Deanna Sutton, founder & Editorial Director of Clutch Magazine gave Autostraddle her take on Bustle. Clutch is a magazine for black millennial women. Bustle is a website for young women that enterpreneur Bryan Goldberg was able to raise $6.5 million to found. 

    Naturally, it’s exciting when anyone can get venture capital funding for a web site. It gives you hope. But there’s something about Bryan Goldberg’s story that really dashed my hopes, rather than uplifted them. He made it seem as though sites like my own, Clutch, and others like The Hairpin, Autostraddle, XO Jane, Jezebel, The Frisky and many, many others didn’t exist (and to be frank, those are his real competitors, notVogue), but he also made it seem as if women were not pursuing venture capital funding.

    Clutch is a site that receives more than 800k unique visitors a month, yet in my own efforts to raise funding I am told my numbers need to be higher, my audience larger and that investors are not interested in “content.” Yet, in Bryan’s case they were interested, and interested in a site that hadn’t even been established yet and a content site at that. You want to be happy for him, yet his site lacks the diversity of other women sites. You want to be excited for another site that reflects women’s views and hires women writers, but it’s telling that a man could get VC funding for a woman’s website before a woman, let alone a woman of color, with an established brand. It is a sad truism of our society that there is inherent unfairness in the system, that it isn’t simply about working hard and proving your worth, but again, it is about who you know and how well connected you are.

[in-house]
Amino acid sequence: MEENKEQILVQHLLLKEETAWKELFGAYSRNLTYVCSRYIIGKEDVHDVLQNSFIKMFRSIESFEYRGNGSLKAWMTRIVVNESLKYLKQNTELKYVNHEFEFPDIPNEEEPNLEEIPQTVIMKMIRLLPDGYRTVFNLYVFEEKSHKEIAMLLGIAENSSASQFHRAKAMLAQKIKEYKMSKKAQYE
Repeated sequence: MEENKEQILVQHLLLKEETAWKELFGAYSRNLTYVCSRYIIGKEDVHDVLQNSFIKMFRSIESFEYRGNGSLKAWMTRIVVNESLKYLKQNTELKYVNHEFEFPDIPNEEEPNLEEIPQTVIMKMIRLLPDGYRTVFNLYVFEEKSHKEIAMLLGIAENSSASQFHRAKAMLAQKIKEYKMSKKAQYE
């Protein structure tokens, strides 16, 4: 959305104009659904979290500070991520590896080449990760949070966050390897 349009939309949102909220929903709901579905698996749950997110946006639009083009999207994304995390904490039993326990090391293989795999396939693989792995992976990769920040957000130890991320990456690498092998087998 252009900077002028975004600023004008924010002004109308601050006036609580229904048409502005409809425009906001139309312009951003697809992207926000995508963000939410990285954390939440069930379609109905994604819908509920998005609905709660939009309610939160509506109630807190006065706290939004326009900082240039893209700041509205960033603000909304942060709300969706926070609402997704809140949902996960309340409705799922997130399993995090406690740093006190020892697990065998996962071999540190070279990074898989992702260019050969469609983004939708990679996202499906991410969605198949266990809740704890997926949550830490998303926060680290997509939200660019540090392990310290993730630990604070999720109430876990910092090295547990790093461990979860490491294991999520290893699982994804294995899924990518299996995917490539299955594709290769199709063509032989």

I long for the ability to inject the capital that was needed for important publications like Suede and Pop’Africana to survive. 

    And as someone who has on some level kind of abhorred the world of big business; I think this vision is atleast somewhat dependent on reaching out to Black women who work in finance and/or (investment) banking. I have no problem w/ sisters who work in finance, just the nature of the financial services industry itself. 

    Ensuring that we have media that gives us a “new sense of somebodiness” in the future, means having our own financial institutions and networks so that we are less beholden to those who aren’t vested in seeing our images imbued with the dignity that they deserve. 

     

  9. blackfashion:

    Betty Adewole covers the Winter 2013/2014 issue of Wonderland Magazine

     

  10. theafromodernist:

    "I know the temptation to ‘smooth’ over blackness, to edit — not my skin — but my way of being in certain spaces. Many a black girl grew up being chided for "staying in the sun" for extended periods of time lest they become "too black." The politics of colorism didn’t figure largely in my immigrant family, but somehow I still left childhood with a hyper-awareness of being "too black." A fear of letting my vernacular become too loose, my hair too large, my slang [become too generous] for the mainstream."

    -Naomi Campbell Lightened to Near-Whiteness For a Magazine Cover’ by Assita Camara for PolicyMic

     Check me out :)